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RockingHorse CHAN20219
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Rocking Horse Road
Jacqui Dankworth (voice)
Brodsky Quartet
rec. June 2021, RAK Studio 1, London (Brodsky Quartet) and September 2021, Les Musardières Studio, France (Jacqui Dankworth)
No texts except for The Triple Foole
CHANDOS CHAN20219 [73:57]

The musical relationship between Jacqui Dankworth and the Brodsky Quartet dates back almost two decades, back indeed to the days when Daniel Rowland was first violinist, not Krysia Osostowicz. Over that time there have been many performances across musical genres and Dankworth’s father, Sir John, contributed to their song book as has Jacqui’s celebrated bass playing brother, Alec, amongst many others. This album is a kind of legacy project, one that by and large replicates in its programmatic order, the concerts they give together and that enshrines their collaboration on disc for the first time. Given, too, that the Brodsky has worked with Paul McCartney, Björk and Elvis Costello, the quartet is thoroughly at home with projects of this kind – and two of those named performers are also represented in the 17-track album.

This is a richly varied selection that crosses boundaries. Whether it’s crossover – whatever that really means in this context – is a question that, it seems to me, barely needs asking. Weill and Britten (in his setting of The Salley Gardens, though it’s arranged for voice and quartet by Paul Cassidy) are the names that will appeal to the classically-minded, I suppose, though the Weill setting is Speak Low, in a fine, spry arrangement by Sir John Dankworth. I think it’s best to let the song selections and their ordering dictate the pace.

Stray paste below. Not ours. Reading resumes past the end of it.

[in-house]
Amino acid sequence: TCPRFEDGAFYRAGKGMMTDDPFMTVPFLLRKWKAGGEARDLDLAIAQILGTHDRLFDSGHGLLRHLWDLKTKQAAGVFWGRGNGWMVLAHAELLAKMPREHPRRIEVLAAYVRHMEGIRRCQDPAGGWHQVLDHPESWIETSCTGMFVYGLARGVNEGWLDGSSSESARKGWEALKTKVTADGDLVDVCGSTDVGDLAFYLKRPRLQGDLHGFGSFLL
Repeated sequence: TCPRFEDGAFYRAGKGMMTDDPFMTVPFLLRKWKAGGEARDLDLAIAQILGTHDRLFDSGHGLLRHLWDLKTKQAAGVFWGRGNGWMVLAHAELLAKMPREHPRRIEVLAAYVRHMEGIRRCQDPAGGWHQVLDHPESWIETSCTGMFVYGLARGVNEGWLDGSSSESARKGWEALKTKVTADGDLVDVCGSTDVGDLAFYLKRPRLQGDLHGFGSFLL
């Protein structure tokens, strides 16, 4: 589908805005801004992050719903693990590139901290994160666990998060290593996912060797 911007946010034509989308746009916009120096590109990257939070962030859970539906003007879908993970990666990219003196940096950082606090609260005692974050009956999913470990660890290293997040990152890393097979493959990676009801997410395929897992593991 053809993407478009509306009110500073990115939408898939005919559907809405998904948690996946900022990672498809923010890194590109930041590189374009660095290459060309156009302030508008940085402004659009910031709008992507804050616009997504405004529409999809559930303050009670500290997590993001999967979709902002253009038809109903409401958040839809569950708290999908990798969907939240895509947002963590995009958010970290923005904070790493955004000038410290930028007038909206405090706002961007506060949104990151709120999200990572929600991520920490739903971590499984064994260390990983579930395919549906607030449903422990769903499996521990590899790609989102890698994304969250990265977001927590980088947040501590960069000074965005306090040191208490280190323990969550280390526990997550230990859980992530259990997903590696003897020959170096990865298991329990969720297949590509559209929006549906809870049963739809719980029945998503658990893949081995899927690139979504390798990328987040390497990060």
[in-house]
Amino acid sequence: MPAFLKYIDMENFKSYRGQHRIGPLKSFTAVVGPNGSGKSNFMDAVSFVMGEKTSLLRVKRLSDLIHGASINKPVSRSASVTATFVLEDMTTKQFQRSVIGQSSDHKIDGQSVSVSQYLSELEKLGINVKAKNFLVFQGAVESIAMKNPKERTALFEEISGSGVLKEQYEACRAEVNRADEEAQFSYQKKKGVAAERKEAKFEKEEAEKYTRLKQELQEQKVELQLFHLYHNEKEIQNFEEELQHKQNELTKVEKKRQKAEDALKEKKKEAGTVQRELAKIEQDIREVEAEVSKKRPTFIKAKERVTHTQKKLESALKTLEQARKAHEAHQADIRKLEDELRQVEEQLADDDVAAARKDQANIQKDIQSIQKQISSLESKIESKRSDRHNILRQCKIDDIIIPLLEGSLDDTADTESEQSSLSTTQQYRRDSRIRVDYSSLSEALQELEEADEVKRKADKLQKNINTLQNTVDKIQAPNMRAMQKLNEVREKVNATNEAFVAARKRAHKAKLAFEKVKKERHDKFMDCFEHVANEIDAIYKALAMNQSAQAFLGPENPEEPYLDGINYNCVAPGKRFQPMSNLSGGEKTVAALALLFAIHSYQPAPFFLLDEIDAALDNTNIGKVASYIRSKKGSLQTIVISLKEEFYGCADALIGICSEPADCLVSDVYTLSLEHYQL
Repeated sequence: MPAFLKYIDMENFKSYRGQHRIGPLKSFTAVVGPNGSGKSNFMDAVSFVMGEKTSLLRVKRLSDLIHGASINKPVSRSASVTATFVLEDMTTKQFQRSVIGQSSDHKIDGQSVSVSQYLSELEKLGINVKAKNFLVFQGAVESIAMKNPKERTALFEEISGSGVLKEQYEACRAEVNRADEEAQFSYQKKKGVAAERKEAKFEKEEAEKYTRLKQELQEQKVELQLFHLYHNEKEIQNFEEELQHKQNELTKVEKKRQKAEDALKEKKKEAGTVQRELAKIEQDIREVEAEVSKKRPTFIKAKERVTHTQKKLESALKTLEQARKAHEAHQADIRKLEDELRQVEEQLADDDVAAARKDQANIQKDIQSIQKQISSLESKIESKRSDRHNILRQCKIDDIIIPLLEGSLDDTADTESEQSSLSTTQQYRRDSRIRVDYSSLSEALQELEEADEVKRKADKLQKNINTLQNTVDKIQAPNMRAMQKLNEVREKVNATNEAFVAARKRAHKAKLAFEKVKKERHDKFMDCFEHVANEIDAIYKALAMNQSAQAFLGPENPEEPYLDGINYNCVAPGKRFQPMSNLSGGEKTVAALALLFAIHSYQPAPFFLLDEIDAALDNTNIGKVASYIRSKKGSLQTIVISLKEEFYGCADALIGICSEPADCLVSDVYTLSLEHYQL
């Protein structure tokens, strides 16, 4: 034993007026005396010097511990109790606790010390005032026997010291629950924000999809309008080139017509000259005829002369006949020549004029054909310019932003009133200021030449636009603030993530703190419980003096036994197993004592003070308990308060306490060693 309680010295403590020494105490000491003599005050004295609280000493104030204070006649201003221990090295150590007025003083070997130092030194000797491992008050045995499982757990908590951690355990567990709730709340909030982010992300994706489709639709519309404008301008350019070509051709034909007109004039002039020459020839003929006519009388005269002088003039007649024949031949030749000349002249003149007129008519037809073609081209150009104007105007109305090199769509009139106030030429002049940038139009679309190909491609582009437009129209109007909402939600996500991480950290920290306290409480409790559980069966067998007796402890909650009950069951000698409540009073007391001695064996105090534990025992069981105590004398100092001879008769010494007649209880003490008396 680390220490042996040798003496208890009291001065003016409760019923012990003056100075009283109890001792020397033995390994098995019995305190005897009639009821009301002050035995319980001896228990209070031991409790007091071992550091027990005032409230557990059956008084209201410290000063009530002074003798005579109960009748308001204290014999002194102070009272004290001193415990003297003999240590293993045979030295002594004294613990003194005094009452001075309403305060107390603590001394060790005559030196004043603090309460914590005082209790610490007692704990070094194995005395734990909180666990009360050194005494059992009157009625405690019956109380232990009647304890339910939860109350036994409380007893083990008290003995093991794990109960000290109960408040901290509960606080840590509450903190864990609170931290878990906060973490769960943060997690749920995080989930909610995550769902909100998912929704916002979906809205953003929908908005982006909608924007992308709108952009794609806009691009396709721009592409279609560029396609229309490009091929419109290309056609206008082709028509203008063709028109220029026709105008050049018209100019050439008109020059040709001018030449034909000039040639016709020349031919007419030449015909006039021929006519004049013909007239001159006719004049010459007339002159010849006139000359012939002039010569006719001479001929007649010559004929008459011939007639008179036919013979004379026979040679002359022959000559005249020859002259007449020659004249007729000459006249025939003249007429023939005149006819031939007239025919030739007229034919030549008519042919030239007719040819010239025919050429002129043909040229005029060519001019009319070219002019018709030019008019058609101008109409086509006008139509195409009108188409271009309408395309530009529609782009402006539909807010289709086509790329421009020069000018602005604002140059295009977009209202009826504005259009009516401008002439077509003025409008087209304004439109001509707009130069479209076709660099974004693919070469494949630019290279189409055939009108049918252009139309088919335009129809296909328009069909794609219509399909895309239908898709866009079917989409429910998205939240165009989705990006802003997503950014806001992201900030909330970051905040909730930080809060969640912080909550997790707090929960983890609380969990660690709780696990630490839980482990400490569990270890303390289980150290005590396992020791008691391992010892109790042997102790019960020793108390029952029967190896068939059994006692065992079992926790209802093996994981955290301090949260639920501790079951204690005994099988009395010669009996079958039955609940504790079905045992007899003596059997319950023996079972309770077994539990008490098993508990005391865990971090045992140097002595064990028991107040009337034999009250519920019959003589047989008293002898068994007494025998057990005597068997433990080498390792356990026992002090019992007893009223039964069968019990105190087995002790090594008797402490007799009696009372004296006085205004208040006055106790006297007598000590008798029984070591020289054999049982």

DPA MacManus is better known as Elvis Costello and his is the title track, once again arranged by Paul Cassidy, the Brodasky’s violist, who catches the percussive vitality of the original whilst transferring it to the new all-string medium. It also vests the music with a rather countryfied feel. Alec Dankworth’s Lorca setting Narcisso has been in their repertoire for some time now and its languid, flamenco-hinting performance – sung in Spanish – is beautifully done. One of the songs – and arrangements – I like best is that of Narrow Daylight, co-written by Costello and Diana Krall but with the music composed by Krall alone. Krall’s concert performances of this are always gorgeous, her plangent self-accompanied chords rich in feeling, but this arrangement is invariably perhaps airier and possessing a more romantic wash.

Harvey Brough contributes three Songs of Love, one setting words by Edmund Waller – the inevitable, Go Lovely Rose - one by Shakespeare (Shall I Compare Thee to a Summer’s Day) and John Donne’s The Triple Foole. Forget Quilter’s Edwardiana in the first named, though Brough is hardly avant-gardist, whilst the Donne setting opens with viol imitations and hints of Britten’s string writing. For his Shakespeare setting, a dangerous errand, Brough focuses on crisp rhythmic figures. I prefer how he deals with Donne.